There were emotional scenes in Australian airports after that country reopened its border to its own citizens traveling from overseas for the first time since the start of the pandemic, Reuters reported. After more than 18 months of some of the world’s strictest coronavirus border policies, millions of Australians are now free to travel without a permit or the need to quarantine on arrival in the country.
Singapore could see as many 2,000 COVID-19 deaths annually over time, mainly among the elderly, a government minister said as it battles its biggest surge in new cases, the Guardian reported.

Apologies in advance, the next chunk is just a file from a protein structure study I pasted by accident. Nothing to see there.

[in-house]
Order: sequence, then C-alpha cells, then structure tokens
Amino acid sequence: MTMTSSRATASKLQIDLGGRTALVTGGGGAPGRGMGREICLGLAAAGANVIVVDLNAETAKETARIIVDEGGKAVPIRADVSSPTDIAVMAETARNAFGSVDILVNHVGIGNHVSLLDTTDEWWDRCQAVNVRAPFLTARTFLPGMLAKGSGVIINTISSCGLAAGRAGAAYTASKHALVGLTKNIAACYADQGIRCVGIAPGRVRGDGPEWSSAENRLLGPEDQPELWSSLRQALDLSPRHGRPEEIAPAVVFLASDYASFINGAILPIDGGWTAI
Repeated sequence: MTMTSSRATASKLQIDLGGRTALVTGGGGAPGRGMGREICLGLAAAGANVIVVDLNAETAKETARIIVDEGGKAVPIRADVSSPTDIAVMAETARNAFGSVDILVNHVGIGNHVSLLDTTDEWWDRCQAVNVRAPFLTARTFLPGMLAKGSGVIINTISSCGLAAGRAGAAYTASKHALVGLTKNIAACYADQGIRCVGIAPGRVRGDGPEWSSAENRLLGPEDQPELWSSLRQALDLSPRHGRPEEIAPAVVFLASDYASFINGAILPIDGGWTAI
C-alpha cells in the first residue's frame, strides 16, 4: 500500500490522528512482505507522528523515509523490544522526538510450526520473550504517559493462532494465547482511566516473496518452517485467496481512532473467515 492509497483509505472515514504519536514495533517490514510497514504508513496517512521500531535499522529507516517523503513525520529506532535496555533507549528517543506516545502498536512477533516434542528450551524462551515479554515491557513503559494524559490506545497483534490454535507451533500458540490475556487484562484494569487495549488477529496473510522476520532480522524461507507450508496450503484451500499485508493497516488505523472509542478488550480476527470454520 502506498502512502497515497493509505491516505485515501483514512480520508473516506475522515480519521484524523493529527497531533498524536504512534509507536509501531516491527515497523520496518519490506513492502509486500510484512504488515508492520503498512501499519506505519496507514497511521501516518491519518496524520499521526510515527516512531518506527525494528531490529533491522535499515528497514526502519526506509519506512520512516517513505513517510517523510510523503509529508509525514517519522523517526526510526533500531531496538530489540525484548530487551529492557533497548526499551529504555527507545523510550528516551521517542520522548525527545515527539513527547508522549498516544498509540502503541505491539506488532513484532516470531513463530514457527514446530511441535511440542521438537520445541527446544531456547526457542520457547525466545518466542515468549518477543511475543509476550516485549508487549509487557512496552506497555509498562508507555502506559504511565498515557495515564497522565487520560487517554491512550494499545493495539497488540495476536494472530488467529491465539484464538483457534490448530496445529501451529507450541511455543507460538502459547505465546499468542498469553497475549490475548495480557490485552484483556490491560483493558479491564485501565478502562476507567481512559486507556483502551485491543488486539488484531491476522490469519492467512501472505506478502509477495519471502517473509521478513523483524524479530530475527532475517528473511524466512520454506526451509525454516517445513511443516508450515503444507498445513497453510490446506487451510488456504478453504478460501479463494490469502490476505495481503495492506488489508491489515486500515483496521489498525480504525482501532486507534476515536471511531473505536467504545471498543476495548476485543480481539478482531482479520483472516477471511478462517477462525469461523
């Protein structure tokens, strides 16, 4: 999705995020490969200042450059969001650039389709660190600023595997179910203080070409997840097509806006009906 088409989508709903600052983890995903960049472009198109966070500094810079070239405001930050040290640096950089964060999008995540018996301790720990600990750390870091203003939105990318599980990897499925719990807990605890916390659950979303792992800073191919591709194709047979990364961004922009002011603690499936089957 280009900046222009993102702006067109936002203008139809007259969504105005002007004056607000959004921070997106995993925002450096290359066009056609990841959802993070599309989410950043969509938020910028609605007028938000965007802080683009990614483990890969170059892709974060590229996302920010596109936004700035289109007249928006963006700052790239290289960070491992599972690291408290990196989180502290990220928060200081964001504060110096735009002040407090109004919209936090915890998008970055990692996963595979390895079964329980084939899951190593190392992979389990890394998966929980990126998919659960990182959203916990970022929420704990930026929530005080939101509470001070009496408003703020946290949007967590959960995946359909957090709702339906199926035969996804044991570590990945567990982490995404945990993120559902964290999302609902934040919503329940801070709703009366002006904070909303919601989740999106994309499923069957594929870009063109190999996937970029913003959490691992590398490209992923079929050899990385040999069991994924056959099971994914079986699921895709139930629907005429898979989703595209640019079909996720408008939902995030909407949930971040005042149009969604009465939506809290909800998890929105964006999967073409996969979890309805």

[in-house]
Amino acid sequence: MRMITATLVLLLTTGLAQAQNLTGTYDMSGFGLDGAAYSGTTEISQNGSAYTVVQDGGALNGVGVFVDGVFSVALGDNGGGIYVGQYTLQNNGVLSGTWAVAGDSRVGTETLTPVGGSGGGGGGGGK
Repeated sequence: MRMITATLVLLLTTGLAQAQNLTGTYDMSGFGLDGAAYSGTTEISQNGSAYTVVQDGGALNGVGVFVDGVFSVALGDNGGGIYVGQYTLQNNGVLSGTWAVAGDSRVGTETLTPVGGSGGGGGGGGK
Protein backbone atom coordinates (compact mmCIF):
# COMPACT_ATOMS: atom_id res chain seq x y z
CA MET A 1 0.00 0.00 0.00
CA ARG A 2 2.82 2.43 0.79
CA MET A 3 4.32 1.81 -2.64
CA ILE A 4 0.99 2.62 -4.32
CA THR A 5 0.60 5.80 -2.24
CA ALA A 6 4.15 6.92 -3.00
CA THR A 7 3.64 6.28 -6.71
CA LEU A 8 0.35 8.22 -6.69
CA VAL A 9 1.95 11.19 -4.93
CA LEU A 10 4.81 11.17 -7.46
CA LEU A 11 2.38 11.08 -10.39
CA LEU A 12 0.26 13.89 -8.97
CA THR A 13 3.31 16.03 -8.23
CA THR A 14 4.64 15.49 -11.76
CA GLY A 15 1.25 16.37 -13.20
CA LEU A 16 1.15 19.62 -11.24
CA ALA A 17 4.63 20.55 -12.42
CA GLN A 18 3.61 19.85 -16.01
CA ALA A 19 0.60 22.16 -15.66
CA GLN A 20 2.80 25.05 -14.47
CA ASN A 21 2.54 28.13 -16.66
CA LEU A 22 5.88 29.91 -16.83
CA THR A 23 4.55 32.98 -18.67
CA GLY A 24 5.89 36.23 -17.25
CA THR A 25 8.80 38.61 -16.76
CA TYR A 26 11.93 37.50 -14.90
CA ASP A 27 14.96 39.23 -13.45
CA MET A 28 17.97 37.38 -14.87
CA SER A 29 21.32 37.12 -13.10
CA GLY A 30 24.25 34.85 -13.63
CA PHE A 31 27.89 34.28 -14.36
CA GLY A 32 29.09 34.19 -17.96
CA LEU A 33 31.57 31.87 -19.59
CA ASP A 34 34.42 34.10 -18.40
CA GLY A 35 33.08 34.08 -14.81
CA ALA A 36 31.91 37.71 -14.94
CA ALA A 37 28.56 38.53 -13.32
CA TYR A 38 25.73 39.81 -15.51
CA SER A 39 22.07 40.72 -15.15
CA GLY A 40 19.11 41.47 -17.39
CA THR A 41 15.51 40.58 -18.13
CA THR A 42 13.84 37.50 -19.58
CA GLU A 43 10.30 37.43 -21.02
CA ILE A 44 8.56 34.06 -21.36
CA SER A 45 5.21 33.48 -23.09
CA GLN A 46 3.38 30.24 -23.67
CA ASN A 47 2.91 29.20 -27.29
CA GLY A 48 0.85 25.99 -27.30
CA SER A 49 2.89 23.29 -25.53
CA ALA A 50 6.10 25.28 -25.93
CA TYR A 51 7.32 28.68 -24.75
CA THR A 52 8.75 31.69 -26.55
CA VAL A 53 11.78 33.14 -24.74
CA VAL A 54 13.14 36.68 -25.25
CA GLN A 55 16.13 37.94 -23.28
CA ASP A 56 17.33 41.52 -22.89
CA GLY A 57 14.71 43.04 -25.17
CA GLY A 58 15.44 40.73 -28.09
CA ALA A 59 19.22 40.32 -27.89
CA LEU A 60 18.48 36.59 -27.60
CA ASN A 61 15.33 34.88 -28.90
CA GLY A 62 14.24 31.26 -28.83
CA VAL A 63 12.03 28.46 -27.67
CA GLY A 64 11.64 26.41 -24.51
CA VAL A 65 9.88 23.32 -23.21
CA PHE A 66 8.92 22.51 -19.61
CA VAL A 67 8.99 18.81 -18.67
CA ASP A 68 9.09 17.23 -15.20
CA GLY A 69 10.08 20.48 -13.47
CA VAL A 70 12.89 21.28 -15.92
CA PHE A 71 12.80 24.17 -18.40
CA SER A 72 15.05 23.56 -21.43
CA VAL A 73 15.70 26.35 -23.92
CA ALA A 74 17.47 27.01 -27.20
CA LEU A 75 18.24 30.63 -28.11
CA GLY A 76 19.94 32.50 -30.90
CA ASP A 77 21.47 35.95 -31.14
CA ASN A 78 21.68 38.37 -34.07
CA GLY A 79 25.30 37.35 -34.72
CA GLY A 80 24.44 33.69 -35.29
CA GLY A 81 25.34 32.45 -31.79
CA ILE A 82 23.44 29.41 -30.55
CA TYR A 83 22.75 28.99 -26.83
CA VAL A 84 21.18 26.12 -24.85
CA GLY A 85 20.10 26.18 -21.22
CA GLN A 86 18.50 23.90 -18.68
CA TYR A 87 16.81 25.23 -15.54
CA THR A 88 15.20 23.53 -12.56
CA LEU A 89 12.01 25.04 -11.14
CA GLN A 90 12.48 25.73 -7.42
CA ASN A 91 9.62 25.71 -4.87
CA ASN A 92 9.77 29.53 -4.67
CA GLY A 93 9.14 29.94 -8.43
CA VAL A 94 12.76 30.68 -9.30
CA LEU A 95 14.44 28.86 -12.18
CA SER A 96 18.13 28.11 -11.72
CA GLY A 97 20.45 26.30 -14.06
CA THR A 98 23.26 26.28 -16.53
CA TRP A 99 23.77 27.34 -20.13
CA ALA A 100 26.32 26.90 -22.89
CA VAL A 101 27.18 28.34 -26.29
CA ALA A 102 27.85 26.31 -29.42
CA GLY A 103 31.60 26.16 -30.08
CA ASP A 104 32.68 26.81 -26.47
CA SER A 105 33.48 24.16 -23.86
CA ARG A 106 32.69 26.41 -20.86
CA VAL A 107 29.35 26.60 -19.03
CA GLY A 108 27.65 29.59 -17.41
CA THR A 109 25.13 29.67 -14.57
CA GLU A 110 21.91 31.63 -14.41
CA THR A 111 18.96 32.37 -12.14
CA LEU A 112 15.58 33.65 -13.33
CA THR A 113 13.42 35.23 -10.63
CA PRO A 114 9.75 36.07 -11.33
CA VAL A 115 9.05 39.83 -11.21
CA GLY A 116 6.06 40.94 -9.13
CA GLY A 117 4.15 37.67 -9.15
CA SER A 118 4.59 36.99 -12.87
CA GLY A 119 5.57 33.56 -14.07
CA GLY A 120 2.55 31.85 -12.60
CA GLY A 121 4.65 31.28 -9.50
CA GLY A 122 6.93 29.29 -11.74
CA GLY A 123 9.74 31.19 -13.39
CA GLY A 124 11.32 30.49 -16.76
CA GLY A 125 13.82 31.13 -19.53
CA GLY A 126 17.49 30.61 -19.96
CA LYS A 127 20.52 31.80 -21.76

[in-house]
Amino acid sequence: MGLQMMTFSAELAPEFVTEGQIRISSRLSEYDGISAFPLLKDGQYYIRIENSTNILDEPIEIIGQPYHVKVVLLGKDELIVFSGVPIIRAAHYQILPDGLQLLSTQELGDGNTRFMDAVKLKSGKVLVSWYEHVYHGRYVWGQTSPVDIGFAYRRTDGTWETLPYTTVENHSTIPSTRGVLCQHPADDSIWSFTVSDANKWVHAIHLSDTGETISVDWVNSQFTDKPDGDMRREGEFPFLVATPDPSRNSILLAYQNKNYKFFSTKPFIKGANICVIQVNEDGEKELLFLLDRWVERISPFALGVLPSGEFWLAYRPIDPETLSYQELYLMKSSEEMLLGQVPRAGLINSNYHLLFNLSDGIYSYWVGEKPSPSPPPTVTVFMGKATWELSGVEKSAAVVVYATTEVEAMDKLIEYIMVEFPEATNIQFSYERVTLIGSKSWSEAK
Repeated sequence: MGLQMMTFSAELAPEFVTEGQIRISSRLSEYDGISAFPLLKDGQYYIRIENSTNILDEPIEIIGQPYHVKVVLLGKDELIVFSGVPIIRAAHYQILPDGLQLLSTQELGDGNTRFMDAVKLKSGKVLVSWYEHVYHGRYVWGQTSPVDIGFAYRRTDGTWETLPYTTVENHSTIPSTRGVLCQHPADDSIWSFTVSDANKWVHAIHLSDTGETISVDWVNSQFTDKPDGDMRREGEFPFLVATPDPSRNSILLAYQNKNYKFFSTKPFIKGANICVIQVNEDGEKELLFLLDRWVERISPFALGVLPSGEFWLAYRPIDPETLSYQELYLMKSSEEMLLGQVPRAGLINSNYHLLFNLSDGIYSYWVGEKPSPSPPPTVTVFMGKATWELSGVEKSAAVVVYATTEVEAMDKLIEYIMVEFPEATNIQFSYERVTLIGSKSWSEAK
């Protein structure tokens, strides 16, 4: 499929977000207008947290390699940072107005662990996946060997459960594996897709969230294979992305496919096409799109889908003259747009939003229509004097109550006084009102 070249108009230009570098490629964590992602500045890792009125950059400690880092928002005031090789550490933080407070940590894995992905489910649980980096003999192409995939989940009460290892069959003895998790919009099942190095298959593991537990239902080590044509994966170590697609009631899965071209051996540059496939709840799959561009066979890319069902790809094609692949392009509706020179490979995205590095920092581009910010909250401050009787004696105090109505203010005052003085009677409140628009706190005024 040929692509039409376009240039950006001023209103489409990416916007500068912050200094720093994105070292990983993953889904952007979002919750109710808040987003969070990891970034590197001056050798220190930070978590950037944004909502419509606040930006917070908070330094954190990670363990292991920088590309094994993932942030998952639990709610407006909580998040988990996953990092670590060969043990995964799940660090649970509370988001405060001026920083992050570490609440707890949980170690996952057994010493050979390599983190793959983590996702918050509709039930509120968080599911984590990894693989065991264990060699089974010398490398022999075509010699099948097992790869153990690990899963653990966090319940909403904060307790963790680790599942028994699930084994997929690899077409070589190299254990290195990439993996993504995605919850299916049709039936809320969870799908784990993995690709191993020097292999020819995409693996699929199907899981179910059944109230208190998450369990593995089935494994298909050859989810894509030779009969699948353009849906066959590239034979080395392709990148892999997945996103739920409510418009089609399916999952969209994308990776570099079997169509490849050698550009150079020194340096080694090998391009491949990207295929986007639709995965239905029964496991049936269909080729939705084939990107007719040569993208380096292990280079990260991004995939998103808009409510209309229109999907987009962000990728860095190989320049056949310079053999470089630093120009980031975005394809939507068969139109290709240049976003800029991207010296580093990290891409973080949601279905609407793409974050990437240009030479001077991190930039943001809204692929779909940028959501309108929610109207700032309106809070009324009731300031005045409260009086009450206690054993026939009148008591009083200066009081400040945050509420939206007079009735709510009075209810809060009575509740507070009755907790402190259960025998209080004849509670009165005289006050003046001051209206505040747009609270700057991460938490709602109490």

The global tally for the coronavirus-borne illness climbed above 246.8 million on Monday, while the death toll edged above 5 million, according to data aggregated by Johns Hopkins University.
The U.S. continues to lead the world with a total of 45.9 million cases and 745,837 deaths.
India is second by cases after the U.S. at 34.3 million and has suffered 458,437 deaths. Brazil has the second highest death toll at 607,824 and has recorded 21.8 million cases.
In Europe, Russia has had the most fatalities at 235,318, followed by the U.K. at 141,055.
China has had 109,672 confirmed cases and 4,809 deaths, according to its official numbers.
This article was originally published by Marketwatch.com. Read the original article here.